RE: virus: Memes and Genes

Dave Pape (
Wed, 15 Jan 1997 23:59:05 GMT

At 07:27 15/01/97 -0800, you wrote:
>Dave Pape wrote:
>>Question: Are there many memes which don't help their hosts
>>which still thrive in the meme pool?
>You've just asked what I think is the most interesting question brought
>up by memetics, and to which I devoted considerable discussion in Virus
>of the Mind. Given that your genes give you a set of instincts that
>point you in one direction, and your memes give you a context/world
>view/ethos that points you in another direction...what is YOUR best

It's a good'un. F'rinstance, at the moment I'm thinking that I shouldn't
have children, and that I should discourage others from having children,
because of population, and human load on resources etc. Which isn't going to
do a whole lot for my genetic interests. And I feel pretty uncomfortable
about it... presumably because of... of what? My genome's control of my
memetic content? How does that work? Woo!

>But to answer your question briefly: birth control, late marriage,
>monogamy for men, and celibacy for priests seem like obvious candidates.
>There are probably many others that act less directly.

Birth control isn't stopping people having kids, is it? It's just letting
them PLAN their families better. Ditto late marriage (esp. given better life
expectancy in the cultures that're doing it).

Monogamy for men... I think this is one of the two classic human male
reproductive strategies, the other being wide oat-sowing, and that
furthermore it's the strategy which, when there's lots of males living in
close proximity, is going to provide a degree of social stability. IE,
societies in which males are (mostly) monogamous will be more stable than
ones in which they're highly promiscuous, because there'll be less suspicion
of adultery and less fighting between males. Human beings being the
cooperators that they are, I can see how human societies with monogamy rules
built in would be selected for in conditions where social groups were in

Celibacy for priests. Well... I think part of the reason that religions are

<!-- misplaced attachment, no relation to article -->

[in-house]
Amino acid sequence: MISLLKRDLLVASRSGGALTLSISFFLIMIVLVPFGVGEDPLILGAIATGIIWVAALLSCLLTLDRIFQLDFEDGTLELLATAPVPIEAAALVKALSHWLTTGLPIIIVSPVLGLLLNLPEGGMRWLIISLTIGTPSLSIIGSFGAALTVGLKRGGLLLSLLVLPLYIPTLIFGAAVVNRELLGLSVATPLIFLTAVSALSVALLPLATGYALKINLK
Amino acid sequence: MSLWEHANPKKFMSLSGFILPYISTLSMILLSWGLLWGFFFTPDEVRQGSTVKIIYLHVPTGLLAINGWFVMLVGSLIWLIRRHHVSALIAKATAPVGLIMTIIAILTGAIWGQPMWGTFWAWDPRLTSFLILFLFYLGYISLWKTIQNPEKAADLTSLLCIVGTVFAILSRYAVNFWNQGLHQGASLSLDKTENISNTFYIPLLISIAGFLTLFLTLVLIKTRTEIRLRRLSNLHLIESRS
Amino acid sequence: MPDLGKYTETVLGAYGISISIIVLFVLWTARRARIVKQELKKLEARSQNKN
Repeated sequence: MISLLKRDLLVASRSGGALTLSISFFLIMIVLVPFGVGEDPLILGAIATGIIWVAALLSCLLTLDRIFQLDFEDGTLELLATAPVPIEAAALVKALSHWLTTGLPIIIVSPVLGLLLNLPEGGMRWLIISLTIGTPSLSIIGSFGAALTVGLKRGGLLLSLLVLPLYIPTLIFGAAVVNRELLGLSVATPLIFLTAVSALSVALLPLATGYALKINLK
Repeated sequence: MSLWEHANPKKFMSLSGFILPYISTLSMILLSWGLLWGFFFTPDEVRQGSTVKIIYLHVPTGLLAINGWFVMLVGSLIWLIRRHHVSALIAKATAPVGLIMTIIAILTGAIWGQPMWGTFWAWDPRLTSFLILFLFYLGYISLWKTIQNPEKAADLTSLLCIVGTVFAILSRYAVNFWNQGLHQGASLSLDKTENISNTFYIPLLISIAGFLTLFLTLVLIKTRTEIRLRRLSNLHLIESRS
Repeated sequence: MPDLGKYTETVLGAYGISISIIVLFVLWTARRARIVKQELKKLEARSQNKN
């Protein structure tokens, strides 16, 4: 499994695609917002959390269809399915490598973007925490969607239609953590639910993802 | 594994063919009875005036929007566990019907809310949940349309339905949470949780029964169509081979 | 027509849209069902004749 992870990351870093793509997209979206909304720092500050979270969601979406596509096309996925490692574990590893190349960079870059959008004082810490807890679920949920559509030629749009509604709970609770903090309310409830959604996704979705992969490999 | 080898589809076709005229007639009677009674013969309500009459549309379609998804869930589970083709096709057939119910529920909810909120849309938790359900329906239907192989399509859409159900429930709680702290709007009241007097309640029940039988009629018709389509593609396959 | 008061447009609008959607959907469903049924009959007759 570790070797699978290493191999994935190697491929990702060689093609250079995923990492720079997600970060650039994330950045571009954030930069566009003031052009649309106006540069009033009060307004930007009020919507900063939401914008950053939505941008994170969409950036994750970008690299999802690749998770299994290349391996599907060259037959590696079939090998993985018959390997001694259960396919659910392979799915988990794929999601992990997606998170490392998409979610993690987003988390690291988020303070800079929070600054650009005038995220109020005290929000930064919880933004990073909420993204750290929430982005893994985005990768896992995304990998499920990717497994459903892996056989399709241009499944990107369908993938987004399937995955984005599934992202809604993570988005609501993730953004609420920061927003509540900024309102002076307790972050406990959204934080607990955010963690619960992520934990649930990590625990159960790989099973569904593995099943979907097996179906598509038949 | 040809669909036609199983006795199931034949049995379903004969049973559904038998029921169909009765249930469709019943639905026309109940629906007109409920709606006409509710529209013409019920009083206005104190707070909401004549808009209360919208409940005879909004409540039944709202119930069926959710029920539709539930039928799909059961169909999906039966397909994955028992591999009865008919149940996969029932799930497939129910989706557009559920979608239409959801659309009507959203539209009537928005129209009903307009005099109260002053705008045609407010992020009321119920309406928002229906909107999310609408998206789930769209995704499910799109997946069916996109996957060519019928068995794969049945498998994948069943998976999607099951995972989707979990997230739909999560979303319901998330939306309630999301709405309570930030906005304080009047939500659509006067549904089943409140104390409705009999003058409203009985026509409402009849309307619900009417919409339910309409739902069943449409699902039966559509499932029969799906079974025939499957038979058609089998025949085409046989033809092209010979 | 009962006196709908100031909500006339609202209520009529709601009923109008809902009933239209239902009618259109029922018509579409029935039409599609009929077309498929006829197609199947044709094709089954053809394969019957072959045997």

so prevalent is that in many societies it's they that provide the major
overall social cohesion, cohesion that transcends that within family groups.
What I see when I look at a religion uniting family tribes, is group memetic
structures (families) which aren't linked, and thus can fight between each

But, if you can spare a few brains from processing family-specific memes as
their dominant memeset, those brains can process religious memes as their
dominant memeset. These brains can then GENERATE a virtual metachief (a
god), the laws of which they can then impose on all the family/tribal
groups, allowing them a way of resolving conflicts, and producing a
(virtual) authority that can tell them to stop kicking each other in.

So, overall, religious celibacy is good, because it provides the unworldly
brains needed to generate godly authority to create group cohesion between
tribal groups- again, to the (genetic) benefit of all concerned. Given that
the religious people come from (probably quite comfy) families that're still
reproducing, it could be that OVERALL the genes which they have (and share
with their relatives) benefit from this, although the genes of the
monks/priests themselves don't get directly replicated.

>Interestingly, in today's society I would say there are GENETIC drives
>that don't help their hosts genetically...they just haven't caught up
>with us yet. And Vonnegut, in Galapagos, argues that intelligence is a
>losing genetic trait!

There's a sci-fi short story (who by?) in which all the clever people decide
to cut the population by only having one child per married, couple, and
intelligence is weeded out of the gene pool, because stupid people carry on
having lots of kids. Or something. Peace!

Dave Pape
The memetic equivalent of a G3 bullpup-design assault rifle blowing a full
clip at my opponent. (Alex Williams 1996)

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